In any channel in this digical world, retailers will lose revenue if they are unable to differentiate themselves by providing excellent value, combined with the appropriate amount of customer service. And here is where the virtualized experience can drive a new level of engagement for the brick-and-mortar store. Via video collaboration on a consumer’s mobile device, a kiosk display, online, or an associate’s tablet, shoppers looking for advice can easily connect with your centralized or outsourced pool of experts for immediate assistance. Let’s go back to the scenarios above:

  1. A QR code is posted on a sign that reads: “Photograph this sign with your mobile device and you can speak to one of our pharmacists on call 24×7.” The pharmacy service immediately calls the mother’s mobile phone number to discuss which medication will be safe for her ADD son.
  2. An associate in the printer aisle approaches the couple and boots up an expert session on his tablet to discuss feeds, speeds, and price points. This helps the family determine which printer will best fit their daughter’s needs.
  3. The party host approaches a kiosk to engage a wine expert. He enters the date and time of the party so that weather can be taken into account, the centerpiece menu items, and his desired price range. He then engages with a virtual expert who provides options as well as a special discount based on the number of cases. Additionally, he is offered a 50% discount on disposable wine goblets.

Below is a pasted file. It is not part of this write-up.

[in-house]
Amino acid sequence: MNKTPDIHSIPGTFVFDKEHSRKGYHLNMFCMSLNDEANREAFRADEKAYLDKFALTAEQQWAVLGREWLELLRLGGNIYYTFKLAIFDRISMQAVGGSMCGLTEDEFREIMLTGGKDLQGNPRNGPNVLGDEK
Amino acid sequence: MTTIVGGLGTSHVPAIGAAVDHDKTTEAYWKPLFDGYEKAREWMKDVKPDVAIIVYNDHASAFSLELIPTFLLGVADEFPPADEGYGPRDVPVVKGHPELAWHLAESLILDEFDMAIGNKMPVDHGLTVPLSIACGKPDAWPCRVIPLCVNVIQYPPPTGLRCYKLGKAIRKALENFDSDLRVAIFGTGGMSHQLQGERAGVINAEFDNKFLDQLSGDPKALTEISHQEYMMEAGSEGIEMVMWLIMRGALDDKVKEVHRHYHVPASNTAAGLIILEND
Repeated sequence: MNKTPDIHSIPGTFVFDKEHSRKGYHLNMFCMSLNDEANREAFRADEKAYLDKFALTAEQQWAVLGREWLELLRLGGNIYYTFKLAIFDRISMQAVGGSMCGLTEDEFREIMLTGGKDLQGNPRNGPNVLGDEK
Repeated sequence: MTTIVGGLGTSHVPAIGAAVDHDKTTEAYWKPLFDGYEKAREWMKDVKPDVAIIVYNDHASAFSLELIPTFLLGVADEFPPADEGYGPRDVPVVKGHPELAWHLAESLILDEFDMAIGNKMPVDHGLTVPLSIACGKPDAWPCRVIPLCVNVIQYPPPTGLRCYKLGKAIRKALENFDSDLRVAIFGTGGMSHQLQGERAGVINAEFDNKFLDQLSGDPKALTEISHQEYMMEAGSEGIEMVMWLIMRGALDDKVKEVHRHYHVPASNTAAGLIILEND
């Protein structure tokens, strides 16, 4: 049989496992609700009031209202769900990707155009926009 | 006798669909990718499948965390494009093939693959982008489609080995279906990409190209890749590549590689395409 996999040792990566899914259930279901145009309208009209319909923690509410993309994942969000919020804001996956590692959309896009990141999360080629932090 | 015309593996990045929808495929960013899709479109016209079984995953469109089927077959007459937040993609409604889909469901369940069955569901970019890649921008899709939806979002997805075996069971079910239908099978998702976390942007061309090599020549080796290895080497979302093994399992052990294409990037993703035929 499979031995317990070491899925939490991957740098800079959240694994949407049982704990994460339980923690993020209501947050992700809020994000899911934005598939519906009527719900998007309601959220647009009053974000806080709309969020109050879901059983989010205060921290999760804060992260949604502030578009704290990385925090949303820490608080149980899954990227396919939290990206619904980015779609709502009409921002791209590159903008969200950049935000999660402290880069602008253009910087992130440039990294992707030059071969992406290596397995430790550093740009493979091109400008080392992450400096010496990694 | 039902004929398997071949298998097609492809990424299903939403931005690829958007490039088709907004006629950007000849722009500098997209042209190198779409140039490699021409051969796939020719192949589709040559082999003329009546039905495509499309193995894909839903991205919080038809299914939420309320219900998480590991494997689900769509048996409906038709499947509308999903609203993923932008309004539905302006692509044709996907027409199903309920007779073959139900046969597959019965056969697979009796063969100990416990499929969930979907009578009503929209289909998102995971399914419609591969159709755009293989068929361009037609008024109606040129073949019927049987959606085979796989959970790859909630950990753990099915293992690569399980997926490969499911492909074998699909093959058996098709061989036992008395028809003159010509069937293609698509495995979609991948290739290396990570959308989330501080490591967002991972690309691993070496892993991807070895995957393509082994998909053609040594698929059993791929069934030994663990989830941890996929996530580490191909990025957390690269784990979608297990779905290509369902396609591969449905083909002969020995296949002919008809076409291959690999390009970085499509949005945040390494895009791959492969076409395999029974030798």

4. As the couple browses an array of home security options, the retailer pushes a promotion to their mobile device: “If you would like a complementary home security assessment, follow this link to schedule an appointment with one of our specialists.” This in-home expert then cross-sells and upsells products from a tablet in the home, and schedules an in-store meeting when products arrive to discuss installation.

When used in conjunction with brick and mortar, virtual in-store and online expertise complement the natural selling journey with consumers to fill an important gap in the omnichannel experience. Click here to learn more about Cisco’s thinking in this area, or contact me at

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Join Us on Oct. 22 for Our Final Analytics Webcast

Hello, retailers everywhere! My name is Dianne Lamendola, and I am a senior retail practice advisor here at Cisco. My role is to work closely with store operators and merchants to help understand your business and how technology can help you reach critical goals.

I hope you have been following our three-part series of one-hour webcasts that Cisco has been hosting this year on retail analytics. In the store, online, and across data sources, retailers have been increasingly focused on how to gather and analyze the metrics that help provide insights to run a tighter operation and provide a more exciting experience for your shoppers.

On Oct. 22, we’ll wrap up this series with a session on “Technology that Gets Down to Business: Develop Your Action Plan for Retail Analytics Success.” Held at 10:00-11:00 am PT/1:00-2:00 pm ET, this candid discussion lets you learn how to: